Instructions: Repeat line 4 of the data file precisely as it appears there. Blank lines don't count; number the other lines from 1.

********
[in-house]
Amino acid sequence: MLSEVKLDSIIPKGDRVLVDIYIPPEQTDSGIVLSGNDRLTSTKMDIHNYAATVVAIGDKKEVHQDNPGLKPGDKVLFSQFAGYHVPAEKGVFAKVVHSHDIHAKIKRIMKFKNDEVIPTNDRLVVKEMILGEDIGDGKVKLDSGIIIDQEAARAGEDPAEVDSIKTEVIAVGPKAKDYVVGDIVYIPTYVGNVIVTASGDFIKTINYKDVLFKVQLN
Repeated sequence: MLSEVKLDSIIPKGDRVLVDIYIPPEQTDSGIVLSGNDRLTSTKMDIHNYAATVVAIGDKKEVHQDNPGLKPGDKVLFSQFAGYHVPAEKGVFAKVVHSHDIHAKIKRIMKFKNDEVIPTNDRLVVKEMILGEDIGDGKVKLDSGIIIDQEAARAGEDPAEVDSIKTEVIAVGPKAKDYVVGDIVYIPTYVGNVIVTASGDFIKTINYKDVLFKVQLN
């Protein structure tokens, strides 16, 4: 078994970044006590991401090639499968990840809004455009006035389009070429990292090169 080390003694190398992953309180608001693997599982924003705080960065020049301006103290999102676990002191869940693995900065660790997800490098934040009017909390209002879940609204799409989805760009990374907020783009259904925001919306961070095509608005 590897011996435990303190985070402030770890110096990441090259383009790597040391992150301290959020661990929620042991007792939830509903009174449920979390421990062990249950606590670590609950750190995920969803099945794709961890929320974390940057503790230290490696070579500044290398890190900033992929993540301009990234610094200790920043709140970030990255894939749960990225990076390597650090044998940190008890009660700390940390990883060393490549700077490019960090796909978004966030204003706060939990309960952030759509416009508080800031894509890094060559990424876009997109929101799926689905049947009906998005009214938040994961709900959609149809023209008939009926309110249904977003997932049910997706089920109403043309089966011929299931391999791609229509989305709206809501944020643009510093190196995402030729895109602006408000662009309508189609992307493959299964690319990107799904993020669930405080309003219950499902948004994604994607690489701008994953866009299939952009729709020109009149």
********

């Protein structure tokens, strides 16, 4: 078994970044006590991401090639499968990840809004455009006035389009070429990292090169 080390003694190398992953309180608001693997599982924003705080960065020049301006103290999102676990002191869940693995900065660790997800490098934040009017909390209002879940609204799409989805760009990374907020783009259904925001919306961070095509608005 590897011996435990303190985070402030770890110096990441090259383009790597040391992150301290959020661990929620042991007792939830509903009174449920979390421990062990249950606590670590609950750190995920969803099945794709961890929320974390940057503790230290490696070579500044290398890190900033992929993540301009990234610094200790920043709140970030990255894939749960990225990076390597650090044998940190008890009660700390940390990883060393490549700077490019960090796909978004966030204003706060939990309960952030759509416009508080800031894509890094060559990424876009997109929101799926689905049947009906998005009214938040994961709900959609149809023209008939009926309110249904977003997932049910997706089920109403043309089966011929299931391999791609229509989305709206809501944020643009510093190196995402030729895109602006408000662009309508189609992307493959299964690319990107799904993020669930405080309003219950499902948004994604994607690489701008994953866009299939952009729709020109009149």